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Saturday, August 29, 1998 Published at 20:58 GMT 21:58 UK

World: Africa

Congo rebels quit key port

A man suspected of being a rebel is thrown from a bridge. . .

Reports from the Democratic Republic of Congo say rebel forces have evacuated the strategic port city of Matadi on the Congo river, 350 km southwest of the capital, Kinshasa.

The reports say Angolan troops supporting the government of President Laurent Kabila entered the city without a fight.

[ image: . . . and is then shot at by government troops]
. . . and is then shot at by government troops
In Kinshasa, government officials say they have been carrying out mopping up operations against rebels who entered the city a week ago carrying out house to house searches looking for rebels that might be hiding.

After three days of fighting, there was sporadic shooting and shelling early on Saturday, but correspondents in the city said this had since died down and heavy weapons fire had ceased.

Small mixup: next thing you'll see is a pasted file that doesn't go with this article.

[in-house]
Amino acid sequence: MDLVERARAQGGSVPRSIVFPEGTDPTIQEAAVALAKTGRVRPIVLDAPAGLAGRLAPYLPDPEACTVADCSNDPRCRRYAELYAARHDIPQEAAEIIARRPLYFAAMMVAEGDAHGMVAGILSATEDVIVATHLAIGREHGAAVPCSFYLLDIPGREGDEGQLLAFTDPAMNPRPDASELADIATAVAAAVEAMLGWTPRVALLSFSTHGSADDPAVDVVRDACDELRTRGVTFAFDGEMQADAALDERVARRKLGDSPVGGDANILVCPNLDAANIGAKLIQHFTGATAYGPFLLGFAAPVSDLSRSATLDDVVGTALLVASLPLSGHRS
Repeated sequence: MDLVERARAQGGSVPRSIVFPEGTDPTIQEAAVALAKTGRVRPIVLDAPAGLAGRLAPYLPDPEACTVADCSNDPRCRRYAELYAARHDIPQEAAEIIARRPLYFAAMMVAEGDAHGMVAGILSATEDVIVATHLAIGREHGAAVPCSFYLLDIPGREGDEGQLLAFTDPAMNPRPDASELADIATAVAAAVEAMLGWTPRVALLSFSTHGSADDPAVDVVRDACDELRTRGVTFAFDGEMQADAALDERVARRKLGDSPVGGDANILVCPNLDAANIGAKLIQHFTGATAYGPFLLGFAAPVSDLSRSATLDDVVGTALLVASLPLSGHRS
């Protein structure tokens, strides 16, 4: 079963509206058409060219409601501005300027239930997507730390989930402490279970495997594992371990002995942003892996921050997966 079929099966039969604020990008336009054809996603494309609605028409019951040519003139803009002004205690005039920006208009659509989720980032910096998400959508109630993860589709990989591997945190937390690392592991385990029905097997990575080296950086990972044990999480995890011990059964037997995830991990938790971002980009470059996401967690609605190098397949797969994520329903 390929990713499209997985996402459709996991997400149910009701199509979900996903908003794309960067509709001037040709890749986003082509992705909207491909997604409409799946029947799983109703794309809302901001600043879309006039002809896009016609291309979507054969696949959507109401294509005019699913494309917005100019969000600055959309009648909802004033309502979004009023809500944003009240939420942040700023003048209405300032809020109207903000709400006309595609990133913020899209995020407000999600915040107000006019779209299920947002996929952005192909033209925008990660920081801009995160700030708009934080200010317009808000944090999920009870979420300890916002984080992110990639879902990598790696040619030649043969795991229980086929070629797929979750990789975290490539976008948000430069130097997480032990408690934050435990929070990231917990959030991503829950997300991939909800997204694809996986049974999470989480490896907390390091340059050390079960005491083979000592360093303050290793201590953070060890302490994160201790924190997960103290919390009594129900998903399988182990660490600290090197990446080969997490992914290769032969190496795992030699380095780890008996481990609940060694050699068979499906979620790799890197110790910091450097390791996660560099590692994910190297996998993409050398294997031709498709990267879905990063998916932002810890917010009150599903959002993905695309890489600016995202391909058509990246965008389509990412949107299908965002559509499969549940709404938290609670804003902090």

Outside forces

Mark Doyle in Brazzaville: "There are at least five foreign armies now involved"
The Congolese government says it already has proof that outside forces are fighting alongside the rebels, and paraded alleged prisoners of war in front of news cameras saying the men admitted to being Rwandans.

The government of President Laurent Kabila itself is supported by troops from Angola, Zimbabwe and Namibia.

The BBC's Mark Doyle says that if these countries continue to back him heavily, it is likely he will resist the attempt by the rebels to overthrow him in Kinshasa.

Rebel allies

[ image: The Congolese government says these POWs are Rwandan soldiers]
The Congolese government says these POWs are Rwandan soldiers
But in the east of Congo the rebels are holding a string of towns. There they are nearer to their African allies, Rwanda and Uganda.

Uganda has admitted its troops are operating deep inside the Congo, but says they are just protecting its national interests and are not involved directly in the conflict.

When the war started President Kabilia predicted that it would be long and hard.

With at least five foreign armies now involved in Congo and complex alliances building up between rebels and governments from several countries, our correspondent says this is becoming increasingly likely.

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